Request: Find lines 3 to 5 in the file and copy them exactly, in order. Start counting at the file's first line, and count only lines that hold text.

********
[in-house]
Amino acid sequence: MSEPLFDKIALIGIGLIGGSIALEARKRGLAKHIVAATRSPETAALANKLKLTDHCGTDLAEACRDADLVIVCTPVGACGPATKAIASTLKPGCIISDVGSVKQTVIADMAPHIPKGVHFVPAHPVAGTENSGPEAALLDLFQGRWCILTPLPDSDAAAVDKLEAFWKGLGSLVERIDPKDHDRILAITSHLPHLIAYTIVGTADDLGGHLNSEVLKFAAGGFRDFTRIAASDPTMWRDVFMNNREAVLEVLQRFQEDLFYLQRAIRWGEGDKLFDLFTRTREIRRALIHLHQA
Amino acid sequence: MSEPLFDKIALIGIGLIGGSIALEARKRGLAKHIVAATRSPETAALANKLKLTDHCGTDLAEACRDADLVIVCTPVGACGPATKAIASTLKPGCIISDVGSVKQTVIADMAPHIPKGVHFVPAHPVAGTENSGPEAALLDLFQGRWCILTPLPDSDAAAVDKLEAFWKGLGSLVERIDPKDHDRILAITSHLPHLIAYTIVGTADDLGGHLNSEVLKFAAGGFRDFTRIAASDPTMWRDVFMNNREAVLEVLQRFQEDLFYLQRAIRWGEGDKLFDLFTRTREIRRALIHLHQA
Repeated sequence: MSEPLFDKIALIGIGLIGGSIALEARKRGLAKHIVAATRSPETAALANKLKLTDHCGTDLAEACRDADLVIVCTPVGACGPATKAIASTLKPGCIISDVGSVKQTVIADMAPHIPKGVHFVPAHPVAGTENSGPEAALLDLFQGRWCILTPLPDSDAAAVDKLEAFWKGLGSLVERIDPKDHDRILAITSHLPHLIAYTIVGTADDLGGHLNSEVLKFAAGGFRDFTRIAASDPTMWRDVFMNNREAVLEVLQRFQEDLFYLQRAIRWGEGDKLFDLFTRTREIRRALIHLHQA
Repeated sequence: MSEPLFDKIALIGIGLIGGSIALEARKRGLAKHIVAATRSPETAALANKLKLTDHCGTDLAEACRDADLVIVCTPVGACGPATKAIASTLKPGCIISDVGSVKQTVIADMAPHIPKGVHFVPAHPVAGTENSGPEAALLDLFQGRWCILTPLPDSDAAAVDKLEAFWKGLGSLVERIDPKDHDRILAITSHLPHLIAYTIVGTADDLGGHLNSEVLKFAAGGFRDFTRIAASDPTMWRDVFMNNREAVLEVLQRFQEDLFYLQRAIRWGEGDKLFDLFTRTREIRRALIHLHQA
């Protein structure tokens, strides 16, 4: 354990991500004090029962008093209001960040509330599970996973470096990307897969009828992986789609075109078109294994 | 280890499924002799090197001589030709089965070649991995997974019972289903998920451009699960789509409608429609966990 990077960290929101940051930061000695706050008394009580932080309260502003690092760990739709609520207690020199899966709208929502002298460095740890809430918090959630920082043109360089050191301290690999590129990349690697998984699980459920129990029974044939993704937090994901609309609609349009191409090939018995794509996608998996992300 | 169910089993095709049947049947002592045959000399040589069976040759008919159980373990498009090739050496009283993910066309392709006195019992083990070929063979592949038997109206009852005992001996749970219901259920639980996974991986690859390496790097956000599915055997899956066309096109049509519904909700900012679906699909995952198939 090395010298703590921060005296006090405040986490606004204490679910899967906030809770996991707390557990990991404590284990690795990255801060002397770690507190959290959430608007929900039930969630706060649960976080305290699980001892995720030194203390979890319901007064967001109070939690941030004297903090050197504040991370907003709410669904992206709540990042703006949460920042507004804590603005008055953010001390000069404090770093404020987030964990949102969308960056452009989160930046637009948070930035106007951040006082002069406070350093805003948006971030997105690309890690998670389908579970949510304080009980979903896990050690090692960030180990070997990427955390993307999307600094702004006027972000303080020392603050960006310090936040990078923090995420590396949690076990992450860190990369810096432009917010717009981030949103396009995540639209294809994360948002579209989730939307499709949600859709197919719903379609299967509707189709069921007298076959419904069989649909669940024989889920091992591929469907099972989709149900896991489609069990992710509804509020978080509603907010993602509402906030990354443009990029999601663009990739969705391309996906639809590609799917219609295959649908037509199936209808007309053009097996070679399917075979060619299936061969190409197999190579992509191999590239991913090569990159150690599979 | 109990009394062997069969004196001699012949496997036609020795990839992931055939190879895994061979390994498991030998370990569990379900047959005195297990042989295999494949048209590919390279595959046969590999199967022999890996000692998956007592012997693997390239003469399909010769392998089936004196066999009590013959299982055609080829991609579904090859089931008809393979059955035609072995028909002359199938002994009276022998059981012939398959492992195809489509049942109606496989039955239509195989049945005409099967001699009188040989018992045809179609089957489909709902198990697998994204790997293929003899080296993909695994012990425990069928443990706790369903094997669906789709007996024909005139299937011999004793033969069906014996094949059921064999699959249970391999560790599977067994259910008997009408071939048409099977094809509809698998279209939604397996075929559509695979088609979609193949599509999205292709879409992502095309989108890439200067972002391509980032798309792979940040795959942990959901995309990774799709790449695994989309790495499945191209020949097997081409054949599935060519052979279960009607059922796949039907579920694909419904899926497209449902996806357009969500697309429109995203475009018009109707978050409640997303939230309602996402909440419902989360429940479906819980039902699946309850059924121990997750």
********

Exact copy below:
Amino acid sequence: MSEPLFDKIALIGIGLIGGSIALEARKRGLAKHIVAATRSPETAALANKLKLTDHCGTDLAEACRDADLVIVCTPVGACGPATKAIASTLKPGCIISDVGSVKQTVIADMAPHIPKGVHFVPAHPVAGTENSGPEAALLDLFQGRWCILTPLPDSDAAAVDKLEAFWKGLGSLVERIDPKDHDRILAITSHLPHLIAYTIVGTADDLGGHLNSEVLKFAAGGFRDFTRIAASDPTMWRDVFMNNREAVLEVLQRFQEDLFYLQRAIRWGEGDKLFDLFTRTREIRRALIHLHQA
Repeated sequence: MSEPLFDKIALIGIGLIGGSIALEARKRGLAKHIVAATRSPETAALANKLKLTDHCGTDLAEACRDADLVIVCTPVGACGPATKAIASTLKPGCIISDVGSVKQTVIADMAPHIPKGVHFVPAHPVAGTENSGPEAALLDLFQGRWCILTPLPDSDAAAVDKLEAFWKGLGSLVERIDPKDHDRILAITSHLPHLIAYTIVGTADDLGGHLNSEVLKFAAGGFRDFTRIAASDPTMWRDVFMNNREAVLEVLQRFQEDLFYLQRAIRWGEGDKLFDLFTRTREIRRALIHLHQA
Repeated sequence: MSEPLFDKIALIGIGLIGGSIALEARKRGLAKHIVAATRSPETAALANKLKLTDHCGTDLAEACRDADLVIVCTPVGACGPATKAIASTLKPGCIISDVGSVKQTVIADMAPHIPKGVHFVPAHPVAGTENSGPEAALLDLFQGRWCILTPLPDSDAAAVDKLEAFWKGLGSLVERIDPKDHDRILAITSHLPHLIAYTIVGTADDLGGHLNSEVLKFAAGGFRDFTRIAASDPTMWRDVFMNNREAVLEVLQRFQEDLFYLQRAIRWGEGDKLFDLFTRTREIRRALIHLHQA